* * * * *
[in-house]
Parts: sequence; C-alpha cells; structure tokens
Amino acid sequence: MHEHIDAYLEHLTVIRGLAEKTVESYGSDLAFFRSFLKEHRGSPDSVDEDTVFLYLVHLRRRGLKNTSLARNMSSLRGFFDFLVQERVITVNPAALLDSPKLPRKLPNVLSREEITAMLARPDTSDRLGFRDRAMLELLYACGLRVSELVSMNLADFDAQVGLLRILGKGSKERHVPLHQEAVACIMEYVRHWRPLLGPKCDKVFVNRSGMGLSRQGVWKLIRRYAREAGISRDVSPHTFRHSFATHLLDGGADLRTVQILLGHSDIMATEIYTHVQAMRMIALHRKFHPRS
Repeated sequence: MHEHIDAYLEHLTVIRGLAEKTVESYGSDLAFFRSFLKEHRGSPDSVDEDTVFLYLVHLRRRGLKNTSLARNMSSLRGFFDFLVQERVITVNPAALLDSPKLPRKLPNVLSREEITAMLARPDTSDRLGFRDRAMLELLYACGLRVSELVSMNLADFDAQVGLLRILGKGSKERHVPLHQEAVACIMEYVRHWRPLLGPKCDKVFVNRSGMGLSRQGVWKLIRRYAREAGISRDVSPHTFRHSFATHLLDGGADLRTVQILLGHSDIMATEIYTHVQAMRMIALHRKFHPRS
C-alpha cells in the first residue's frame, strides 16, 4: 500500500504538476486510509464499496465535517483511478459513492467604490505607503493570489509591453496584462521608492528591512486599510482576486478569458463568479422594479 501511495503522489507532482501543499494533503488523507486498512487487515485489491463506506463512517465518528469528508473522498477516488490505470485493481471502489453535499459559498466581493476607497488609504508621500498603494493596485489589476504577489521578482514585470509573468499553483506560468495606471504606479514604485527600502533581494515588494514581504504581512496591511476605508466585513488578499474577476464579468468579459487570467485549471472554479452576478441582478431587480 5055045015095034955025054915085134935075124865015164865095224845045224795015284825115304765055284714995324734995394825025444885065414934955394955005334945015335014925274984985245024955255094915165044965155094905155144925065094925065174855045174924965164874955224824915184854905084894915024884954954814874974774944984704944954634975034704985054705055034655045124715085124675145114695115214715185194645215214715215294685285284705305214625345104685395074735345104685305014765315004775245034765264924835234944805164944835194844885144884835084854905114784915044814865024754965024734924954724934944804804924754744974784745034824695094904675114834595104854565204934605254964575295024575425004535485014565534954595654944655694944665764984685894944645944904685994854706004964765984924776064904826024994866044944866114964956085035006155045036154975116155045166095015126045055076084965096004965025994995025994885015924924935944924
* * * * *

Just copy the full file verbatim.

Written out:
[in-house]
Parts: sequence; C-alpha cells; structure tokens
Amino acid sequence: MHEHIDAYLEHLTVIRGLAEKTVESYGSDLAFFRSFLKEHRGSPDSVDEDTVFLYLVHLRRRGLKNTSLARNMSSLRGFFDFLVQERVITVNPAALLDSPKLPRKLPNVLSREEITAMLARPDTSDRLGFRDRAMLELLYACGLRVSELVSMNLADFDAQVGLLRILGKGSKERHVPLHQEAVACIMEYVRHWRPLLGPKCDKVFVNRSGMGLSRQGVWKLIRRYAREAGISRDVSPHTFRHSFATHLLDGGADLRTVQILLGHSDIMATEIYTHVQAMRMIALHRKFHPRS
Repeated sequence: MHEHIDAYLEHLTVIRGLAEKTVESYGSDLAFFRSFLKEHRGSPDSVDEDTVFLYLVHLRRRGLKNTSLARNMSSLRGFFDFLVQERVITVNPAALLDSPKLPRKLPNVLSREEITAMLARPDTSDRLGFRDRAMLELLYACGLRVSELVSMNLADFDAQVGLLRILGKGSKERHVPLHQEAVACIMEYVRHWRPLLGPKCDKVFVNRSGMGLSRQGVWKLIRRYAREAGISRDVSPHTFRHSFATHLLDGGADLRTVQILLGHSDIMATEIYTHVQAMRMIALHRKFHPRS
C-alpha cells in the first residue's frame, strides 16, 4: 500500500504538476486510509464499496465535517483511478459513492467604490505607503493570489509591453496584462521608492528591512486599510482576486478569458463568479422594479 501511495503522489507532482501543499494533503488523507486498512487487515485489491463506506463512517465518528469528508473522498477516488490505470485493481471502489453535499459559498466581493476607497488609504508621500498603494493596485489589476504577489521578482514585470509573468499553483506560468495606471504606479514604485527600502533581494515588494514581504504581512496591511476605508466585513488578499474577476464579468468579459487570467485549471472554479452576478441582478431587480 5055045015095034955025054915085134935075124865015164865095224845045224795015284825115304765055284714995324734995394825025444885065414934955394955005334945015335014925274984985245024955255094915165044965155094905155144925065094925065174855045174924965164874955224824915184854905084894915024884954954814874974774944984704944954634975034704985054705055034655045124715085124675145114695115214715185194645215214715215294685285284705305214625345104685395074735345104685305014765315004775245034765264924835234944805164944835194844885144884835084854905114784915044814865024754965024734924954724934944804804924754744974784745034824695094904675114834595104854565204934605254964575295024575425004535485014565534954595654944655694944665764984685894944645944904685994854706004964765984924776064904826024994866044944866114964956085035006155045036154975116155045166095015126045055076084965096004965025994995025994885015924924935944924